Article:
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Dark Pegasus Video Review: Starrcade ’87: Chi-Town Heat

October 2, 2008 | Posted by J.D. Dunn
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Dark Pegasus Video Review: Starrcade ’87: Chi-Town Heat  

Starrcade ’87: Chi-Town Heat
by J.D. Dunn

This would be the first ever NWA pay-per-view, and it occurs just after Jim Crockett Promotions purchased the Universal Wrestling Federation.

  • November 26, 1987
  • Live from Chicago, Ill.
  • Your hosts are Tony Schiavone and Jim Ross.

  • Opening Match: Sting, Michael Hayes & Jimmy Garvin (w/Precious) vs. Eddie Gilbert, Rick Steiner & Larry Zbyszko.
    Sting is already hugely over, even though he was just coming off his face turn. Sting and Steiner were a tag team under the tutelage of Eddie Gilbert. Gilbert accidentally cost them the UWF tag titles, and Sting didn’t take it well, so Gilbert double-crossed him. Hayes and Garvin are not yet the new version of the Freebirds. The crowd is ON FIRE tonight with even staredowns getting standing ovations. Steiner blindsides former partner Sting, but Sting knocks him to the floor and hits a freakin’ tope onto him. Big pop for that. Back in, Sting hits a missile dropkick for another huge pop. The faces blitz the heels, and the fans erupt. The arena may only be half full, but the people who did show up are on fire! Jimmy Garvin eventually gets caught in the wrong corner, which is the best use of him. Garvin takes a beating for a while, including a Gilbert abdominal stretch. Sting tags in and becomes the new face-in-peril. Sting rams Steiner into the buckle to escape a sleeper. HOT TAG TO HAYES! Hayes pummels the crap out of Gilbert and bulldogs Zbyszko. ONE, TWO—foot on the ropes. Steiner makes the save and puts Hayes in a bearhug with less than a minute remaining. That should signal the ending right there. Steiner belly-to-bellies Hayes, but Gilbert tags himself in. Hayes takes Eddie down with a sunset flip for ONE, TWO, TH-time expires at 15:00. Who in the hell books a draw in the opening match? It was going along fine in typical Mid-South fashion before that. I kind of wish they had done a Sting/Steiner blowoff, but it probably wouldn’t have been very good (wrestling-wise). **3/4

  • UWF Heavyweight Title: “Dr. Death” Steve Williams vs. Barry Windham.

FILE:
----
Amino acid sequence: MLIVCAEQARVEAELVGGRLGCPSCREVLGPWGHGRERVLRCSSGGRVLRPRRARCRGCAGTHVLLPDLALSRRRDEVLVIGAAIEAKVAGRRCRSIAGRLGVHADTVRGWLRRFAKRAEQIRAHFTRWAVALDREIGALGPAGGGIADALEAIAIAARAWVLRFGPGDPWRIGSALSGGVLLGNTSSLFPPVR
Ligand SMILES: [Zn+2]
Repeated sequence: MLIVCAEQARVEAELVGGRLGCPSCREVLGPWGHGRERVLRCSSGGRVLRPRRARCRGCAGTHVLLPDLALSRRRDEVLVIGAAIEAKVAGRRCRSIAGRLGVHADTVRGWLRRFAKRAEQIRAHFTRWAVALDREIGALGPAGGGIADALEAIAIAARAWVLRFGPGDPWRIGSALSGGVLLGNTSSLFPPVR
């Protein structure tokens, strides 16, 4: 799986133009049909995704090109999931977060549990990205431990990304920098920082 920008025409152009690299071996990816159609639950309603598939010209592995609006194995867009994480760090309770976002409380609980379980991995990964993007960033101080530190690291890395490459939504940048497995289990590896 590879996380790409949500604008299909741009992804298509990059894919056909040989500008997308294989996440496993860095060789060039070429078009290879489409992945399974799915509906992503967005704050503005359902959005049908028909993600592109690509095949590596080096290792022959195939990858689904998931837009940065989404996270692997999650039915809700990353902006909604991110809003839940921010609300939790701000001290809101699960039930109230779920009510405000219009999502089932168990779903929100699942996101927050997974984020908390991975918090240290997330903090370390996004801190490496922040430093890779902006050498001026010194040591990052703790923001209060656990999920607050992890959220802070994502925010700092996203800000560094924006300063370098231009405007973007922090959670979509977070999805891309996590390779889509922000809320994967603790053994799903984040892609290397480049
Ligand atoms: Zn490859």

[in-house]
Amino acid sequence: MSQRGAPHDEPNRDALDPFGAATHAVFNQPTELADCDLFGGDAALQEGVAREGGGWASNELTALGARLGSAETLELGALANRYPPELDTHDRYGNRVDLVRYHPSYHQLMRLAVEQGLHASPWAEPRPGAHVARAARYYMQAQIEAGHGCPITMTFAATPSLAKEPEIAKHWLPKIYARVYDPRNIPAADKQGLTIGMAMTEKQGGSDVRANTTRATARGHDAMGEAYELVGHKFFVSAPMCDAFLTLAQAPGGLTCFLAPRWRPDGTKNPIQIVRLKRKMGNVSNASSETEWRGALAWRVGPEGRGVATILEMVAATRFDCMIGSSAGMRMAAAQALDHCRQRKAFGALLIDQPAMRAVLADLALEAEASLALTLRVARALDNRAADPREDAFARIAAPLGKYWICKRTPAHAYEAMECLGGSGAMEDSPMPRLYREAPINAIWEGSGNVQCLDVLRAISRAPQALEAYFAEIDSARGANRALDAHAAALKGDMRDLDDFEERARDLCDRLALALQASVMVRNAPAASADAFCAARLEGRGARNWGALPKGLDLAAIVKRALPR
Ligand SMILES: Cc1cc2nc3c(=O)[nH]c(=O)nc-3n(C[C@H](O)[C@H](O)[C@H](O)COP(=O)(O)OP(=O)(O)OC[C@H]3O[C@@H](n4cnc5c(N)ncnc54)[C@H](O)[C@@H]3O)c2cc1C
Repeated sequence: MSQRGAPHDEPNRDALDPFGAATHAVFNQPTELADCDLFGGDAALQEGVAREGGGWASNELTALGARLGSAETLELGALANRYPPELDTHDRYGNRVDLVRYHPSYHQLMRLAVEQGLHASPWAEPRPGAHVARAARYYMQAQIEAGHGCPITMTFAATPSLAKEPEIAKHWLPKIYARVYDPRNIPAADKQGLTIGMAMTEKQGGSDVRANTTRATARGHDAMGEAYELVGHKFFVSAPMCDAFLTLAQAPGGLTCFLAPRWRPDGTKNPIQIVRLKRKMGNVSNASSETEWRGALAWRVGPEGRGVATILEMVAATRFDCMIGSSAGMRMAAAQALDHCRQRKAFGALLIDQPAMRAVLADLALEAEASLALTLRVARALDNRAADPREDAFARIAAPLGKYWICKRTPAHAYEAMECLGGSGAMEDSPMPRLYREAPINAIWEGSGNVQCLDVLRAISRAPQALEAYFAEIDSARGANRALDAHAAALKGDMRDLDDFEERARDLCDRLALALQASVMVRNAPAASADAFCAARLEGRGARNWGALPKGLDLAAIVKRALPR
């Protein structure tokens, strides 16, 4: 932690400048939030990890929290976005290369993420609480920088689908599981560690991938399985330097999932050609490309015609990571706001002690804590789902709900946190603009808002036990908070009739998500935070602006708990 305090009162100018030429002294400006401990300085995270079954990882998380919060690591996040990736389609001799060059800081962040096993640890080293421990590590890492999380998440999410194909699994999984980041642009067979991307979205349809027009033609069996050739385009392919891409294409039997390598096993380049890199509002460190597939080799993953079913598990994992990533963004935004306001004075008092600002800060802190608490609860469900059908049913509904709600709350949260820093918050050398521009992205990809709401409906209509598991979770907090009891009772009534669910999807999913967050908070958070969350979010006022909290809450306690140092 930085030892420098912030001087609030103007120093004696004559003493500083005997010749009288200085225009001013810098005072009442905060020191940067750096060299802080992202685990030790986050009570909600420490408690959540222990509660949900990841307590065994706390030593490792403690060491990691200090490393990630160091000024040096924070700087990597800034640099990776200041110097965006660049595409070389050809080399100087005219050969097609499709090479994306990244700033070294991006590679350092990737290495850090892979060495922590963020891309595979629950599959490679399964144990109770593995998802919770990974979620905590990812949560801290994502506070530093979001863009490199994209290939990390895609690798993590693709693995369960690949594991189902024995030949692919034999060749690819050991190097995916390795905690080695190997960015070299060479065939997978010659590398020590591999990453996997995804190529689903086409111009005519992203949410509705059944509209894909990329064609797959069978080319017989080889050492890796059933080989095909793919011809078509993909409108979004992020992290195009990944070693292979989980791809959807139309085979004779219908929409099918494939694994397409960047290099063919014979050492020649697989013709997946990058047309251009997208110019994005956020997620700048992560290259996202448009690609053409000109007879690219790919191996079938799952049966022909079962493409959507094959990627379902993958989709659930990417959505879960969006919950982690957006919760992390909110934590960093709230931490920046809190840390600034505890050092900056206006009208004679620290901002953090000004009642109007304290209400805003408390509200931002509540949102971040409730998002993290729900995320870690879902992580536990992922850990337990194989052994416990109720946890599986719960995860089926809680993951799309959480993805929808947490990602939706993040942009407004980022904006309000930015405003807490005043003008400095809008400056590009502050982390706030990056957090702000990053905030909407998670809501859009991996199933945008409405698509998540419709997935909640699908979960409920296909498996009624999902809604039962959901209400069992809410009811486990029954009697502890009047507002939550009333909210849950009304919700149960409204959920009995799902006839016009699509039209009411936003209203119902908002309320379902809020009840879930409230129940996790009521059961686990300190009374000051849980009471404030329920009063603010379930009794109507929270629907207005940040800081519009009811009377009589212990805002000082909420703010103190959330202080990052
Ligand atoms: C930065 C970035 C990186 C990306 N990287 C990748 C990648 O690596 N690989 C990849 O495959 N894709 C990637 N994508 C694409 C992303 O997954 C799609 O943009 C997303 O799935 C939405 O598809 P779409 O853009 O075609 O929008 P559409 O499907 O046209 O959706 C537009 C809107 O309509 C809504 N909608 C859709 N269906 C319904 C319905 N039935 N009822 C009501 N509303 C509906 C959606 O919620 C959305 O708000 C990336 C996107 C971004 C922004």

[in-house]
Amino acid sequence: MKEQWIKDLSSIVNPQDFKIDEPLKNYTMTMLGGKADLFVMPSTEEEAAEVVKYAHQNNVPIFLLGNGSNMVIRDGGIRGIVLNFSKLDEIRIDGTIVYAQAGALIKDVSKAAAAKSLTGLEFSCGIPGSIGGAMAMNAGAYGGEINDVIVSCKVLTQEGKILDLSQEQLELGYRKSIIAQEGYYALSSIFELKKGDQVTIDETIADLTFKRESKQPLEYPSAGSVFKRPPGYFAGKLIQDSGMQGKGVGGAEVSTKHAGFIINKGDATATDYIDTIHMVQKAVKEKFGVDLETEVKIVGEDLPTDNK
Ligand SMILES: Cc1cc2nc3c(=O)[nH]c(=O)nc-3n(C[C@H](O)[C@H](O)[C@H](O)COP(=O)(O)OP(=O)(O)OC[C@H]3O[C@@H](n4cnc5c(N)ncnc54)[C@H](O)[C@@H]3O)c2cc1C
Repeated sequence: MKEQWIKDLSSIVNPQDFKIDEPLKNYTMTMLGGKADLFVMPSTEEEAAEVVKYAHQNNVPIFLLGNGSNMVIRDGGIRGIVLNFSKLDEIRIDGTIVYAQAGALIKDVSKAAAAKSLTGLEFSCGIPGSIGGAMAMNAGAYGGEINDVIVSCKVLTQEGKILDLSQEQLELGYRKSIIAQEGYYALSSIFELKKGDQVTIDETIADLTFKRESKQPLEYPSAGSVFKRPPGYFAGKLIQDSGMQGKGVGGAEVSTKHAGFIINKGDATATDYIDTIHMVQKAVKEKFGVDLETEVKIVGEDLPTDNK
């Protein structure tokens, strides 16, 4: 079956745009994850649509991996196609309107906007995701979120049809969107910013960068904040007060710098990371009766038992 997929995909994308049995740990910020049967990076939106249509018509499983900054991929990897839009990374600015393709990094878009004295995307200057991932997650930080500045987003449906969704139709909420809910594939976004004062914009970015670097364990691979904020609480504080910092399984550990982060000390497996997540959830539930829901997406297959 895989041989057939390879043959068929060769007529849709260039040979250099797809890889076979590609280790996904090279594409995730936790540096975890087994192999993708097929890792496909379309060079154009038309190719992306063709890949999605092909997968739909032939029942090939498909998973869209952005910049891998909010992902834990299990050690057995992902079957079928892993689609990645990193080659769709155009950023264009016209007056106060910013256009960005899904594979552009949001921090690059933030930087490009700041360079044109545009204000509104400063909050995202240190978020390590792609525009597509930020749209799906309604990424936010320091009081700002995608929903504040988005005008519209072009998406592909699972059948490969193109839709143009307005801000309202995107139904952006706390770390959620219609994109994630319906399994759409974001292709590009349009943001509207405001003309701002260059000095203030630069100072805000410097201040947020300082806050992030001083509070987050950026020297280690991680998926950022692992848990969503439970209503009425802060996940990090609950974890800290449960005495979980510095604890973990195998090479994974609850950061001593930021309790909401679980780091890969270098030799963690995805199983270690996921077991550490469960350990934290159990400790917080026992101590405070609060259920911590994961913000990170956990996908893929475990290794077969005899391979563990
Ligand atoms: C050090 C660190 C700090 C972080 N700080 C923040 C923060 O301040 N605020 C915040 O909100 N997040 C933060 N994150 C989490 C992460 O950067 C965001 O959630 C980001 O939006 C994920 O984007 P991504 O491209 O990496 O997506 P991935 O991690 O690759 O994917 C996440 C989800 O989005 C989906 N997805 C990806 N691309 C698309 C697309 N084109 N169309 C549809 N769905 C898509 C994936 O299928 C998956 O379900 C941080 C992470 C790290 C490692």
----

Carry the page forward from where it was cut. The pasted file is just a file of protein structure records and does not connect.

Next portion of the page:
Williams was apparently very upset that he didn’t get a match with Flair or Garvin. You thought Booker T and Dallas Page got buried in the WCW/WWF invasion. They got nothing on Dr. Death. The UWF, even though it had higher ratings and was seen in more households, was under two years old at this point, so he didn’t really have an argument from a prestige standpoint. Anyway, this match features SPORTSMANSHIP~! which the Chicago fans piss on. They take it to the mat early and get so into their mat wrestling that they fall to the floor. They stare each other down, drawing a big pop, but Windham says they should get back in since they’re both babyfaces. Crowd hates that. Back in, Windham accidentally headbutts Williams in the groin on a leapfrog attempt, but he lets him recover. Fans hate that too. Finally, Windham misses a crossbody and tumbles all the way to the floor, smacking his head on the timekeeper’s table. He crawls back in and gets Oklahoma Rolled by an opportunistic Williams at 6:38. See, Williams is a dick because Windham gave him time to recover, but Williams didn’t when the tables were turned. The match was the last appearance of the UWF Title that meant anything. The title would be dissolved a month later, and Williams left for Japan when the Varsity Club fell through a few years later. Sadly, these guys, who are both quite good on their own, didn’t have much chemistry together. *

  • Scaffold Match, Non-Title: The Rock ‘n’ Roll Express vs. The Midnight Express (w/Jim Cornette & Big Bubba Rogers).